Mercury Rev – Holes [Song-A-Day; 8th April 2010]


Time, all the long red lines, that take
Control, of all the smoke-like streams that flow into your
Dreams, that big blue open sea, that can’t be
Crossed, that can’t be climbed, just born
Between, oh the two white lines, distant gods and faded
Signs, of all those blinking lights, you had to pick the one tonight…

Holes, dug by little moles, angry jealous
Spies, got telephones for eyes, come to you as
Friends, all those endless ends, that can’t be
Tied, oh they make me laugh, and always make me
Cry, until they drop like flies, and sink like polished
Stones, of all the stones i throw,
How does that old song go?
How does that old song go..?

The news that Mercury Rev were to play this years Castle Palooza festival in Tullamore reminded me of my love for this track, which to me, is their finest moment.

Sometimes in life we slip away from where we see ourself, youthful exuberance gives way to a subtle ambling, as we meander along life’s network of avenues until the plans we have made serve as nothing more than a nagging reminder of where we could and perhaps should have gone to. In the face of such a fate, we are left to contemplate the intelligible intricacies of the world, the very forces which have explicitly led us to this point, yet are seemingly as intangible as the wind which surrounds us; present solely for a fleeting moment. To me, this song represents that moment of realisation, where the downfall of one’s plans and ambitions, are coupled, bitter-sweetly, with the sheer vastness of the world we live in and the dull acceptance of a force bigger than us.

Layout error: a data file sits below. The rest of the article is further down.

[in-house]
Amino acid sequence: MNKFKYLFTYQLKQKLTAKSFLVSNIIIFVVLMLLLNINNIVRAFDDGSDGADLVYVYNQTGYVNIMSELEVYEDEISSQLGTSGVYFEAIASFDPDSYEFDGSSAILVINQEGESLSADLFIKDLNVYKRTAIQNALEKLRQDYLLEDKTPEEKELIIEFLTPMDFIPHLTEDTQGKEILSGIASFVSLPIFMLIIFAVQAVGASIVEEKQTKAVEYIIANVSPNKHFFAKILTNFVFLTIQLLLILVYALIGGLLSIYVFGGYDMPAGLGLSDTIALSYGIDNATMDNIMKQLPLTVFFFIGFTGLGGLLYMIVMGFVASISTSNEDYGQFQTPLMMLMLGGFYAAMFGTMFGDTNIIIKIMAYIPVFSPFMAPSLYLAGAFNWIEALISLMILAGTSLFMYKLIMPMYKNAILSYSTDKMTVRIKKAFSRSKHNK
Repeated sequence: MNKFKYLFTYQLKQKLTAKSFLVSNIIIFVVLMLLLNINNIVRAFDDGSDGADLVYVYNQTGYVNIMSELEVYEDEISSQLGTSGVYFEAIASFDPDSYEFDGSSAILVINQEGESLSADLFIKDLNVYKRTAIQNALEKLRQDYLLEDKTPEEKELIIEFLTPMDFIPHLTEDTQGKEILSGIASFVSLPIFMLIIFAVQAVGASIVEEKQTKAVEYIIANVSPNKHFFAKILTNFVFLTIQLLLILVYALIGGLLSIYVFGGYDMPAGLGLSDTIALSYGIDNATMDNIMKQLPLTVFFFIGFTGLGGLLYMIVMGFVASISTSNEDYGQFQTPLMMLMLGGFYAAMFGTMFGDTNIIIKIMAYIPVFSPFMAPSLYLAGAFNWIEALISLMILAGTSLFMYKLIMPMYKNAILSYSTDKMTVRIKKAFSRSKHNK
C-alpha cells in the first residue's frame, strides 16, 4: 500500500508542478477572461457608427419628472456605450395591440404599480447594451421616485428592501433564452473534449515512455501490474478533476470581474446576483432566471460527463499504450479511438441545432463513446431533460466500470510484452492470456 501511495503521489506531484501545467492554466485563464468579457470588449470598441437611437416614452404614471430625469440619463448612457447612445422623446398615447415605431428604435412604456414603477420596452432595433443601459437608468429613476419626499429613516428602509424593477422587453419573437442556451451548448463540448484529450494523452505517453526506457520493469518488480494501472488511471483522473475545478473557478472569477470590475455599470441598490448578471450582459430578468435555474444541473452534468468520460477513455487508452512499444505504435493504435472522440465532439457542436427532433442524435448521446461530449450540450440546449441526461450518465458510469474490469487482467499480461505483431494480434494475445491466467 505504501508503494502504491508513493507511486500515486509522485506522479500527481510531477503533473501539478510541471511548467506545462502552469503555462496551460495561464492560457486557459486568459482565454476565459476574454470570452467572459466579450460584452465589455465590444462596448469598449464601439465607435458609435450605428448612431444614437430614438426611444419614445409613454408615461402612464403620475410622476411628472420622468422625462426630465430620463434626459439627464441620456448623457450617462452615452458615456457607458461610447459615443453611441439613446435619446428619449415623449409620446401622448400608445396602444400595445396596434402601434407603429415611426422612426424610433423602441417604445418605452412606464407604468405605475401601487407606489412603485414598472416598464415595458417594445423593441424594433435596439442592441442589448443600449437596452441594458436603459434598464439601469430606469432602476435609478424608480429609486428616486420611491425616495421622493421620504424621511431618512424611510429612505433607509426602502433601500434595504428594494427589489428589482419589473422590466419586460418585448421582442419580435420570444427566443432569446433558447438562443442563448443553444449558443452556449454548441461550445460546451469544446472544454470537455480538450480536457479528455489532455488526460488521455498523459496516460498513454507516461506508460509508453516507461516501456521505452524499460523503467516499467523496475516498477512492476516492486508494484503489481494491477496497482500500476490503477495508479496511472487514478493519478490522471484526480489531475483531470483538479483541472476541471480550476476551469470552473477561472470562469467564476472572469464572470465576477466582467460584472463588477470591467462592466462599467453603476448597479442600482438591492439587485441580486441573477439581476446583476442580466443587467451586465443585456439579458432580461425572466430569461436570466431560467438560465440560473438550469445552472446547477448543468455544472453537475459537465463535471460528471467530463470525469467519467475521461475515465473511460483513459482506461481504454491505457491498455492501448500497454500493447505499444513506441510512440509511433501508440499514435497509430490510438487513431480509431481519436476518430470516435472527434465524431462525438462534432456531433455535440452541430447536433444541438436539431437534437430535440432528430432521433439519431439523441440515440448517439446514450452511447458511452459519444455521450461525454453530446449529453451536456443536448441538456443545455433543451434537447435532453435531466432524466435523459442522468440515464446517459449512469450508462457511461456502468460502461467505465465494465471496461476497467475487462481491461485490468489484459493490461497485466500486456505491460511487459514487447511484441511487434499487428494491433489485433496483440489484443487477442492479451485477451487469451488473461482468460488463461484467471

Whether it’s the loss of a loved one or the failing of a relationship, the subject matter is entirely subjective, and as with many great songs the words can be construed so as to fit a myriad of personal situations. The overriding emphasis however, is a mournful lament at the wonder of life, how it drags us along as we try to make those “endless ends” meet.

Dreamy, contemplative and full of potent imagery, this is a life-affirming piece of music and a true classic.


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